Fred said “Book Early!”, and who’d want to argue with that face.
|Fred gives the GCERC the thumbs up||
click for closer view
Alas, calling up a commission based travel operative and asking for a quote will get a standard “come back in 3 months, we cant book summer 2012 yet”. When I tell them it’s 2013!, not 2012, they don’t even bother replying. I’ve been toiling through the bible on all these matters, our Man in Seat 61, and we’re looking at at least 4 operators, one for Scandinavia (either the Swedish or the Norwegians), one for lower Balkans (a bloke in Turkey), one for Swiss (the Swiss), one for Trenhotel, and then one of them to do everything else, or yet another one. With potentially £30,000 worth of business to offer you’d like to think it wouldn’t be this hard, but I guess everyone isn’t looking much further than next month’s renumeration in the current climate.
We’ve noticed that the trains to Syracuse and back have vanished from the timetable. Seat61 thinks it’s just TrenItalia being behind on their IT, but it caused me to look more closely at Berlin and Prague. With the extra day we’d get back from turning back at Rome, I’ve worked out that we can hit Berlin at 11 pm, have a night on the tiles and then dump ourselves on a sleeper at 04:30 to Warsaw and get 6 hours kip on that. We can then get back down to Prague in time for a good sample of my all time favourite lager in Velkopopovicky, and do the oblig photo shoot in Wenceslas Square, then catch a midnight sleeper to Vienna, and actually have more flexibility to handle the suspicious Bucharest connection. If the Sicily train re-appears we’ve now a tough call to make. We now have a train journey that only Europe, home of the railway, could possibly offer. 22 countries, 21 capitals, only 2 of which you don’t get to sit in a bar and raise a glass to, plus Istanbul, Venice, Sicily, Barcelona, the Arctic Circle and the Bernina, clocking up close on 20,000 km, is now looking at leave Friday 11 am, get back 2 weeks on Sunday at 9:30pm.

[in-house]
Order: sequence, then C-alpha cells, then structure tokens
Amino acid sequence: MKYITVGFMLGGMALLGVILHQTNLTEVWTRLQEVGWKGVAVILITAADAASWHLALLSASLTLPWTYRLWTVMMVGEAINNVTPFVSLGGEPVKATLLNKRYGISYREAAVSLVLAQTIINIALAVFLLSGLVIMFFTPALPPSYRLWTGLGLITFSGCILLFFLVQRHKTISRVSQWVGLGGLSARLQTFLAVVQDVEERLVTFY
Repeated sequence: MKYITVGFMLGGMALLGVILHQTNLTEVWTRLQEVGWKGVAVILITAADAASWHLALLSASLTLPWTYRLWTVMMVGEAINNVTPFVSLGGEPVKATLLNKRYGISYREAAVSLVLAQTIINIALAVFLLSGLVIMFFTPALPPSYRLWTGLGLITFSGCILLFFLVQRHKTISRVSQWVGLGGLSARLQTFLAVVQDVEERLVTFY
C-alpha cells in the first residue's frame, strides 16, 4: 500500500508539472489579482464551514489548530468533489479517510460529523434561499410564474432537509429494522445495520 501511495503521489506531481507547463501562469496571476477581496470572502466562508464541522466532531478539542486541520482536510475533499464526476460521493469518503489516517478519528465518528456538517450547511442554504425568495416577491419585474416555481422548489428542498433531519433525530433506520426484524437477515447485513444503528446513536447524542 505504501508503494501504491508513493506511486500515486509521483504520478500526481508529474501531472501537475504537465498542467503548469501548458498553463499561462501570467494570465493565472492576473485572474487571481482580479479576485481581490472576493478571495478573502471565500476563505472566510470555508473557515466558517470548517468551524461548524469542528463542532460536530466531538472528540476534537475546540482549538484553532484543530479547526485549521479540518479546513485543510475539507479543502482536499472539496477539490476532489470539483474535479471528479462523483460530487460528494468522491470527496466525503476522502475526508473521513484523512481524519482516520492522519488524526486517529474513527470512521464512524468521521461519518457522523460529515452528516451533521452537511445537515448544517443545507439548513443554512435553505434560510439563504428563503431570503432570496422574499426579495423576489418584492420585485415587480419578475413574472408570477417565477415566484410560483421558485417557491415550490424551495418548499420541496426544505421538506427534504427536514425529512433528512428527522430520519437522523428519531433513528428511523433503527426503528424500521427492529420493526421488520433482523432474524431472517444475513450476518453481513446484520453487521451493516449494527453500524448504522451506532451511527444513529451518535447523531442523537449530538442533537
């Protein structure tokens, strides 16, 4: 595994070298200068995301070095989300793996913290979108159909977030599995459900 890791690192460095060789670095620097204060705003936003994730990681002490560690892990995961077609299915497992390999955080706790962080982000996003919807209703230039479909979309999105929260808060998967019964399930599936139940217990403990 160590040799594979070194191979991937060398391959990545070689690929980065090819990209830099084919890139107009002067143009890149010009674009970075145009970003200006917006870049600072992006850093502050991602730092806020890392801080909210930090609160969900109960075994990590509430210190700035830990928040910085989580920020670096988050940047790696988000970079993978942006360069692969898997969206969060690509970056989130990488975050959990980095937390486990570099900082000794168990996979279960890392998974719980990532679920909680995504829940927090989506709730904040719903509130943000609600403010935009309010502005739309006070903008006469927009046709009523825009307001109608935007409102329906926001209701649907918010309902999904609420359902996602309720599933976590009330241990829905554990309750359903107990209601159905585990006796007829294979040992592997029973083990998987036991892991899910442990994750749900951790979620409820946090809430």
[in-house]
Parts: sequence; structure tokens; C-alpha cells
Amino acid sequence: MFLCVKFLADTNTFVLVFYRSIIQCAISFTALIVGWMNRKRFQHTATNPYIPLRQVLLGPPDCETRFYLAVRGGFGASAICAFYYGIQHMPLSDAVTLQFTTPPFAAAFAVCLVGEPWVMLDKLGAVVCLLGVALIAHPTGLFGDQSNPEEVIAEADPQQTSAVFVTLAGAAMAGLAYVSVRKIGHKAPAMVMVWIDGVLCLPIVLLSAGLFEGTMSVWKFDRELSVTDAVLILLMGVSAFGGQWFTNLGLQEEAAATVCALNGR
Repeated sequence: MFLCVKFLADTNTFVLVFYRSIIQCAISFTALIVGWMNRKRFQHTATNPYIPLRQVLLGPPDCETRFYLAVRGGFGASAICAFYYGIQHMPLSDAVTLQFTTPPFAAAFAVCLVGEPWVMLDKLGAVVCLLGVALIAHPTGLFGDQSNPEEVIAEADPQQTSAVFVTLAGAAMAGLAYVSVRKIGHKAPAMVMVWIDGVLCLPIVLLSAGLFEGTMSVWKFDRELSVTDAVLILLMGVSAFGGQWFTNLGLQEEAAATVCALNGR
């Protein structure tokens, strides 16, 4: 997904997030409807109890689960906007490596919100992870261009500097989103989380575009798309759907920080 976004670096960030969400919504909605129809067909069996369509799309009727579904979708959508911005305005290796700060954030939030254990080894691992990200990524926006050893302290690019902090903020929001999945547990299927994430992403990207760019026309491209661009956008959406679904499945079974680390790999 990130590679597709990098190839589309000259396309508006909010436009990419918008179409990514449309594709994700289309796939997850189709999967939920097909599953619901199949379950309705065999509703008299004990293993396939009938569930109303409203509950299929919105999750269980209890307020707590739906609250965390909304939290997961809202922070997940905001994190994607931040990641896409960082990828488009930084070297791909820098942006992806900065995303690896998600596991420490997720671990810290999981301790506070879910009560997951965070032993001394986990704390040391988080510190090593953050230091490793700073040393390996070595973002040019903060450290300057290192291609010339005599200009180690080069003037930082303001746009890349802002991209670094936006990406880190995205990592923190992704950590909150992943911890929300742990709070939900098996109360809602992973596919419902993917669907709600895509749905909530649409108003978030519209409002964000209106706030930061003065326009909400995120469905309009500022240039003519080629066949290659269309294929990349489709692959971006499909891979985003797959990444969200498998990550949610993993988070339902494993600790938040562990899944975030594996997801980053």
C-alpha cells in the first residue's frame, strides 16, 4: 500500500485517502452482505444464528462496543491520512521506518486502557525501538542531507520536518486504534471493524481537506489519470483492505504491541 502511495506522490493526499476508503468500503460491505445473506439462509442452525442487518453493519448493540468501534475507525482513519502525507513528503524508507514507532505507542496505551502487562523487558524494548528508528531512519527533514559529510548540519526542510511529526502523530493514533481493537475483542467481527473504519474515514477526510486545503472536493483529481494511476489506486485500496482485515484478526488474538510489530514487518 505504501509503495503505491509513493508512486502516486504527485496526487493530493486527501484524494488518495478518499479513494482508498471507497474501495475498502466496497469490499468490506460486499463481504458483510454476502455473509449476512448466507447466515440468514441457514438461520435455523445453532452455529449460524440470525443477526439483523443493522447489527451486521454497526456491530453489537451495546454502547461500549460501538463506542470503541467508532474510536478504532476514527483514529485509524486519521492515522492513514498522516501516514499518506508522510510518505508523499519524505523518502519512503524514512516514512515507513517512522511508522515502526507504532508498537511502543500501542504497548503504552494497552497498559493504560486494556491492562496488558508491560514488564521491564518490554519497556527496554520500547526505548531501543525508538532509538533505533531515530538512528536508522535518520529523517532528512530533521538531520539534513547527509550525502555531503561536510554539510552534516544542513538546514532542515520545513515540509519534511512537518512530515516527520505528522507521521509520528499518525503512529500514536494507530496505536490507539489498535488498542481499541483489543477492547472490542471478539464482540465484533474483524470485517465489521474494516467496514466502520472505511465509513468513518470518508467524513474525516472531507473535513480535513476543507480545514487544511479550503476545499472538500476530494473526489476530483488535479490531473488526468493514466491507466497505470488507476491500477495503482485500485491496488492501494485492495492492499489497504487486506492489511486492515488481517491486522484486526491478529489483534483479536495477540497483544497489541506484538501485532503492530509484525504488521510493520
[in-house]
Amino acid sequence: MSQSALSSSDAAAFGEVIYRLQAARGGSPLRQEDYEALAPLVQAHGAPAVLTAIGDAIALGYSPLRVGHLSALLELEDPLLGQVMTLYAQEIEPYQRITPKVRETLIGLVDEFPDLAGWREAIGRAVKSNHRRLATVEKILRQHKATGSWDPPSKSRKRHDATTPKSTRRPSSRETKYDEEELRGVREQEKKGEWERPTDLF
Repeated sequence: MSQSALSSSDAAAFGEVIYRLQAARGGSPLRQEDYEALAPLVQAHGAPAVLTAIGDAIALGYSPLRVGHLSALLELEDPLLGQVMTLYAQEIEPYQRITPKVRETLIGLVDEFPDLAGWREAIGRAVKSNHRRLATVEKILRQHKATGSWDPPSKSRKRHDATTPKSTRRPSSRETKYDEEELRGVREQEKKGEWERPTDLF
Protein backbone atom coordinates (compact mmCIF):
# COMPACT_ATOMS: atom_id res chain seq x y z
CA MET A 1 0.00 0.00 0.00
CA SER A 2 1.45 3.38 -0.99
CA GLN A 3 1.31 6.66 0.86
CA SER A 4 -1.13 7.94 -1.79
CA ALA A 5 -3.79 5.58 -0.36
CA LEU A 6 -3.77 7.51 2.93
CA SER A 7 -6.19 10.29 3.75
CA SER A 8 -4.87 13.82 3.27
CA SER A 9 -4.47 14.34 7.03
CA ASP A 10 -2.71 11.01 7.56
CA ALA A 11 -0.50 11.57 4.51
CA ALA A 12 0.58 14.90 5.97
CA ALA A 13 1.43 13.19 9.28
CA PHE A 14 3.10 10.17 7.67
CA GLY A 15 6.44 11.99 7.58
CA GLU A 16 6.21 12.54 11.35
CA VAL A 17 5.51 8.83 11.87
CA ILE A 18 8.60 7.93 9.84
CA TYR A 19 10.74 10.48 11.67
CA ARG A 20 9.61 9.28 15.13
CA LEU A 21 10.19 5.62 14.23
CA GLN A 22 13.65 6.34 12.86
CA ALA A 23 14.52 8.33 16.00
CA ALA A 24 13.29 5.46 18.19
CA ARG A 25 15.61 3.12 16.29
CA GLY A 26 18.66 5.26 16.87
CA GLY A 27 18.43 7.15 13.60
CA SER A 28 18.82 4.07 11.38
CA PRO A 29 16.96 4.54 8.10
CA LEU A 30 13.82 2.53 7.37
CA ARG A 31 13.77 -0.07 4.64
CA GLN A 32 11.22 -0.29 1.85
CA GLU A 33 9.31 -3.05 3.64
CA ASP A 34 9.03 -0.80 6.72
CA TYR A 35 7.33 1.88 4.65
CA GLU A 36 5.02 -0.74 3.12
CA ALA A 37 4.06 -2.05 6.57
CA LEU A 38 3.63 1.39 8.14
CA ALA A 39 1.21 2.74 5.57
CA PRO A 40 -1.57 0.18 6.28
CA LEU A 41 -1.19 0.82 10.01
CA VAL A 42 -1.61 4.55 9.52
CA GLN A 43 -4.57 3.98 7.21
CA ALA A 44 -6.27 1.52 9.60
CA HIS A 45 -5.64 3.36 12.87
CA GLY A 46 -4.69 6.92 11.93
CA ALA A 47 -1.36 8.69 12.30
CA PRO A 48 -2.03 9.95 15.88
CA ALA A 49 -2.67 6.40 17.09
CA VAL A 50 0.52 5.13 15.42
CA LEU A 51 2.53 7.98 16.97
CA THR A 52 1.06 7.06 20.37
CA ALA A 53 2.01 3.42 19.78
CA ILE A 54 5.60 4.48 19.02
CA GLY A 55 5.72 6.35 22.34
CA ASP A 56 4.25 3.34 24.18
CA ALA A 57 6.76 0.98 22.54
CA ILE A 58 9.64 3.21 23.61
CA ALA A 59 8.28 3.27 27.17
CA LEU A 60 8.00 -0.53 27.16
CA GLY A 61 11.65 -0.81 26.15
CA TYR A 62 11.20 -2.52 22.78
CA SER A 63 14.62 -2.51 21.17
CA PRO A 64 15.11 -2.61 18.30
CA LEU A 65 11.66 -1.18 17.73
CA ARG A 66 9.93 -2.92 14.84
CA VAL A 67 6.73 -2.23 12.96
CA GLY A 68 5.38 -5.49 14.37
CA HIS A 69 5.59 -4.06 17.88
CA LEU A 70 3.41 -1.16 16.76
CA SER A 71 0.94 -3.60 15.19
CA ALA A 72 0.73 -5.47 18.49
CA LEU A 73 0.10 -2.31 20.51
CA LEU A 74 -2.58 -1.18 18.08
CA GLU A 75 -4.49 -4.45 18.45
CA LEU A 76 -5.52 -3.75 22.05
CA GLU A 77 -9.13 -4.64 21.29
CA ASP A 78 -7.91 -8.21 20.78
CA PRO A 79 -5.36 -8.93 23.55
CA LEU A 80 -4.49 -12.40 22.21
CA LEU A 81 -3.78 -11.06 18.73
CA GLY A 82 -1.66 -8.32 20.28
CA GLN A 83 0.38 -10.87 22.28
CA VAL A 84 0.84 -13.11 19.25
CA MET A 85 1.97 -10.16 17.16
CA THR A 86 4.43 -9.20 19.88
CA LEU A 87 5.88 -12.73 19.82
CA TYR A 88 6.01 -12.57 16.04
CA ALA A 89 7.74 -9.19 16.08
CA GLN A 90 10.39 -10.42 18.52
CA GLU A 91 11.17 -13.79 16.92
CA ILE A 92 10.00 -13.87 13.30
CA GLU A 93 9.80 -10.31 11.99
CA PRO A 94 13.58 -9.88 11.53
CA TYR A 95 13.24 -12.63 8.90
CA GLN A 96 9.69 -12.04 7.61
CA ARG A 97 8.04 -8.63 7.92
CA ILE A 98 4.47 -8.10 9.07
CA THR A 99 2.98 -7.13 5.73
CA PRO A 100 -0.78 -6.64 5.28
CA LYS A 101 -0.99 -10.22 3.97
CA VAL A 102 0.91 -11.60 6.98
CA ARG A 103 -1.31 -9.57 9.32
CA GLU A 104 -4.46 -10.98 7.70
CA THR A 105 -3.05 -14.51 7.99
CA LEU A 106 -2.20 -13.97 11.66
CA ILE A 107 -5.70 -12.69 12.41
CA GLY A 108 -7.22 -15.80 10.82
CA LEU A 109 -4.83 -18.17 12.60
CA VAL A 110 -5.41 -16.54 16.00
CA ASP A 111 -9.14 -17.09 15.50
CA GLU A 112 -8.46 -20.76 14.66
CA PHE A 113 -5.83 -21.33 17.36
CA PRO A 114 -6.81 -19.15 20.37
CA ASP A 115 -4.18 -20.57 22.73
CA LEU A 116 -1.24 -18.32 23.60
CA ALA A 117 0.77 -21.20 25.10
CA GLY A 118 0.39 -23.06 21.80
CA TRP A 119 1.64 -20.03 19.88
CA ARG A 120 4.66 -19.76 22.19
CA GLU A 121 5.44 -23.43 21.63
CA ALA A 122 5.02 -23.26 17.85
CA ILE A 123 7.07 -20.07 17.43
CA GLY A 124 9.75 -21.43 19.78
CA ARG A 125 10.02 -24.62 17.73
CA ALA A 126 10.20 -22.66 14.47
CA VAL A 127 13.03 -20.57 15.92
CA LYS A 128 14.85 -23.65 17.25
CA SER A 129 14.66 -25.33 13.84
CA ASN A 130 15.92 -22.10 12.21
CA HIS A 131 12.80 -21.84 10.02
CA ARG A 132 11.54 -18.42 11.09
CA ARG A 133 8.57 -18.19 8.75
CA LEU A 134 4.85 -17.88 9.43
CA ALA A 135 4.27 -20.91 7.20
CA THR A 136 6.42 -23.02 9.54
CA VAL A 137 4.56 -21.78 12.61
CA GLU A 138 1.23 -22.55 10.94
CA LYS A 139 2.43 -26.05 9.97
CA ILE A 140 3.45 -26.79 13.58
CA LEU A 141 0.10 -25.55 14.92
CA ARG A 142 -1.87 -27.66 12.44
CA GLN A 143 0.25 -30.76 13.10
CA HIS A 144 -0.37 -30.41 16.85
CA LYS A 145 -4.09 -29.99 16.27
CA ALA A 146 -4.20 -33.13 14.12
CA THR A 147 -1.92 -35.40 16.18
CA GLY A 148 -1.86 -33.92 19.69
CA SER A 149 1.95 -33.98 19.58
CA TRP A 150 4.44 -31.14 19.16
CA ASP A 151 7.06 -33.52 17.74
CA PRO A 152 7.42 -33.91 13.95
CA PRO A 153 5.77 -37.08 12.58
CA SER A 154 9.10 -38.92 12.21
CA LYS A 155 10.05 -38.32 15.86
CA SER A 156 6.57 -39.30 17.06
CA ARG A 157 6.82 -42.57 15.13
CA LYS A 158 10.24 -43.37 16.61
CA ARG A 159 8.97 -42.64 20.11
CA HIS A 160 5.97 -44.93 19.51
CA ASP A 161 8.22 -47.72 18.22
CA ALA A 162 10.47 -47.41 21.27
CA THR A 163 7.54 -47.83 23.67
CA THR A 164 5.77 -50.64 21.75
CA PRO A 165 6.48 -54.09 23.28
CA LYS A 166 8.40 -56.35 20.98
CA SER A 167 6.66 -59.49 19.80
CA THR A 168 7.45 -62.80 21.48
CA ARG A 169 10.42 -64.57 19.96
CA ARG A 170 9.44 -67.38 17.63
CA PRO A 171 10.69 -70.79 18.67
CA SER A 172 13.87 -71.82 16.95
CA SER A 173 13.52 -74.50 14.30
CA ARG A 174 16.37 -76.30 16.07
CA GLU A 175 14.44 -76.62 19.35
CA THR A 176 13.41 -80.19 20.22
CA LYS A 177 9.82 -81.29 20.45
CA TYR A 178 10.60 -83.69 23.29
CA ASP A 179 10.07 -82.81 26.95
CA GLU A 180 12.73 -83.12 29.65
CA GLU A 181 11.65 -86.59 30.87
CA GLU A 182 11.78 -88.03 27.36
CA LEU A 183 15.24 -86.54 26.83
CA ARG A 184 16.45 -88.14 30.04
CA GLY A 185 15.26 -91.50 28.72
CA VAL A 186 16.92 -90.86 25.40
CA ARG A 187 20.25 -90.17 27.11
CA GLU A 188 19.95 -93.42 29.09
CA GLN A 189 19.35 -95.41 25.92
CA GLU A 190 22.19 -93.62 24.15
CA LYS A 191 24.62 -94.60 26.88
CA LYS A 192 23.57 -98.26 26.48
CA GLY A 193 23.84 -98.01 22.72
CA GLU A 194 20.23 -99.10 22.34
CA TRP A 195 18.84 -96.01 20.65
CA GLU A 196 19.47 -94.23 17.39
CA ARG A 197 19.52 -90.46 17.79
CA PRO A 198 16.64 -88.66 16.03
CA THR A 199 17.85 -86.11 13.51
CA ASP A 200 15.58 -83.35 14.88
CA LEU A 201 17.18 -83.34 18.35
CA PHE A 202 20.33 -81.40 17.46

STOP PRESS: I’ve just realised the new early arrival in Vienna means we can do Bratislava, so make that 23 countries, 22 capitals (+Istanbul), etc etc. the route is now officially over 20,000km, or 12 ½ thousand miles.
Why Why Why Bernina ?
The whole of the trip is on standard gauge, with one exception. Instead of diving into the Simplon tunnel and bee-lining for Geneva, I’ve insisted on twisting the agenda so that we do this particular route amongst so many of Switzerland’s mind boggling examples of narrow gauge railway engineering. The original reason was that it doesn’t cost any time. If you are in northern Italy come lunch time and heading west then you will end up on the same train as we get to Barca, or spending the wee hours on a railway platform. But this train really is a world beater and deserves including in any itinerary.
For some reason, when you surf for “greatest railway journeys” the Bernina Express rarely seems to make it onto people’s top 10, the Glacier Express usually gets the nod over it for a Swiss contribution. Well, I’ve done both, and jaw dropping though the Glacier’ is, the Bernina’ beats it hands down in my opinion. It actually runs higher than the Oberalp that the Glacier Express traverses, indeed it’s higher than Ghum, the highest point on Indian trains. The view of the glaciers at the top of Bernina are perhaps the best you will get from any train window, anywhere. But for me it’s the second section, between St. Moritz and the Rhine valley at Chur, that really takes the biscuit. The snippet of map that Mr Pontin is pontin at gives you an idea. there are 4 full 360° corkscrews on the route, add that to the Brusio circular viaduct, and seemingly endless stuff like this
and you have a journey that is guaranteed to satisfy even the most ardent railway sceptic. The whole route is actually a UN world heritage site. Sometimes that doesnt seem to count for what it should, but every inch of this railway is worth the title.
The Jungfraujoch also usually gets a mention, and that is undoubtedly the most ridiculous piece of railway engineering of the 19th century. If you’ve got a few more days more and really want to do the ultimate-ultimate trip, then work that one in, and the Semmering Railway in Austria which I would have done if I could have sneaked it in without anyone noticing, and you’ll take some beating.
Comparisons with the Trans-Siberian
As you all know, I’ve got a complex about not being a real globe-trotting railway fan cos I’ve never done the Trans-Sib. So here are some comparison figures, to go with the 21 capital cities, heaps of world heritage sites (we drive through at least 6), and 360° of Europe’s spectacular culture.
|Number of trains||1||42, plus 2 buses, several boats, and a few necessary trams, and a few more|
|Duration||6 days||15 days + 10 hours|
|Average Speed||40mph||53mph (30mph inc stop offs) I was expecting much higher than that though sleepers do tend to dawdle about|
|Cost||£708 (plus extras)||£1,500 (all in)|
|Cost per day||£118||£91|
I know which one I’d rather do.